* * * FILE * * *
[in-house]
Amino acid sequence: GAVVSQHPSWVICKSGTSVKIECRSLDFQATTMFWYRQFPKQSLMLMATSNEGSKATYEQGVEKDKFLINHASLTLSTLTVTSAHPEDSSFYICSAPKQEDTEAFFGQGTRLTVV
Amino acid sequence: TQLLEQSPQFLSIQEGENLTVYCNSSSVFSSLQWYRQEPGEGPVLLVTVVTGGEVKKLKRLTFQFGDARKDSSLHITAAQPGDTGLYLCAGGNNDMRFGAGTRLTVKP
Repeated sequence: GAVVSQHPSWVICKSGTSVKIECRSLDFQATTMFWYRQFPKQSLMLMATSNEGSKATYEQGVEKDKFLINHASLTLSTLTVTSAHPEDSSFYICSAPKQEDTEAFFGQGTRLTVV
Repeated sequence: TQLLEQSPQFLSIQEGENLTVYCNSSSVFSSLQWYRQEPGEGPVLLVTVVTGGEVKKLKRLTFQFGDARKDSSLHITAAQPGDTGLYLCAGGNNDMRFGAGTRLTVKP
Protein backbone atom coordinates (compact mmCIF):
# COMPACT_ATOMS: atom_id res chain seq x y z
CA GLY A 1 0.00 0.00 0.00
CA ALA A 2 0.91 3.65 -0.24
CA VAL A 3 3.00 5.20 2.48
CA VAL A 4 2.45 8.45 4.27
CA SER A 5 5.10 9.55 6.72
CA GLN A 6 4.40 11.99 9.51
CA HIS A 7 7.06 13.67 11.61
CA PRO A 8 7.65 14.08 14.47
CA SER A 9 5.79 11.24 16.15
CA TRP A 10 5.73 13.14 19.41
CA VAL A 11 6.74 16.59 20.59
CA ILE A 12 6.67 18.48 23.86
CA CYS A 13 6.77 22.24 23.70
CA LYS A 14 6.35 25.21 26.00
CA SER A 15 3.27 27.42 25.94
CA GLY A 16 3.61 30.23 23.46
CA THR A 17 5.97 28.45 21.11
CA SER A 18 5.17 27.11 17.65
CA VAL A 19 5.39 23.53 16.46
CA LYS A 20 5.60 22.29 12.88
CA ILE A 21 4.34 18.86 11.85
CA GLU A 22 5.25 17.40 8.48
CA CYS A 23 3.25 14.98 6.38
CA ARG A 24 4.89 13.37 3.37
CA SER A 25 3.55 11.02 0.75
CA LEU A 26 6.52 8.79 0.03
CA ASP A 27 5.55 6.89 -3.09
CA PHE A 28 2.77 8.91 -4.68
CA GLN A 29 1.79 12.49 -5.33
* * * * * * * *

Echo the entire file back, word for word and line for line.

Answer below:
[in-house]
Amino acid sequence: GAVVSQHPSWVICKSGTSVKIECRSLDFQATTMFWYRQFPKQSLMLMATSNEGSKATYEQGVEKDKFLINHASLTLSTLTVTSAHPEDSSFYICSAPKQEDTEAFFGQGTRLTVV
Amino acid sequence: TQLLEQSPQFLSIQEGENLTVYCNSSSVFSSLQWYRQEPGEGPVLLVTVVTGGEVKKLKRLTFQFGDARKDSSLHITAAQPGDTGLYLCAGGNNDMRFGAGTRLTVKP
Repeated sequence: GAVVSQHPSWVICKSGTSVKIECRSLDFQATTMFWYRQFPKQSLMLMATSNEGSKATYEQGVEKDKFLINHASLTLSTLTVTSAHPEDSSFYICSAPKQEDTEAFFGQGTRLTVV
Repeated sequence: TQLLEQSPQFLSIQEGENLTVYCNSSSVFSSLQWYRQEPGEGPVLLVTVVTGGEVKKLKRLTFQFGDARKDSSLHITAAQPGDTGLYLCAGGNNDMRFGAGTRLTVKP
Protein backbone atom coordinates (compact mmCIF):
# COMPACT_ATOMS: atom_id res chain seq x y z
CA GLY A 1 0.00 0.00 0.00
CA ALA A 2 0.91 3.65 -0.24
CA VAL A 3 3.00 5.20 2.48
CA VAL A 4 2.45 8.45 4.27
CA SER A 5 5.10 9.55 6.72
CA GLN A 6 4.40 11.99 9.51
CA HIS A 7 7.06 13.67 11.61
CA PRO A 8 7.65 14.08 14.47
CA SER A 9 5.79 11.24 16.15
CA TRP A 10 5.73 13.14 19.41
CA VAL A 11 6.74 16.59 20.59
CA ILE A 12 6.67 18.48 23.86
CA CYS A 13 6.77 22.24 23.70
CA LYS A 14 6.35 25.21 26.00
CA SER A 15 3.27 27.42 25.94
CA GLY A 16 3.61 30.23 23.46
CA THR A 17 5.97 28.45 21.11
CA SER A 18 5.17 27.11 17.65
CA VAL A 19 5.39 23.53 16.46
CA LYS A 20 5.60 22.29 12.88
CA ILE A 21 4.34 18.86 11.85
CA GLU A 22 5.25 17.40 8.48
CA CYS A 23 3.25 14.98 6.38
CA ARG A 24 4.89 13.37 3.37
CA SER A 25 3.55 11.02 0.75
CA LEU A 26 6.52 8.79 0.03
CA ASP A 27 5.55 6.89 -3.09
CA PHE A 28 2.77 8.91 -4.68
CA GLN A 29 1.79 12.49 -5.33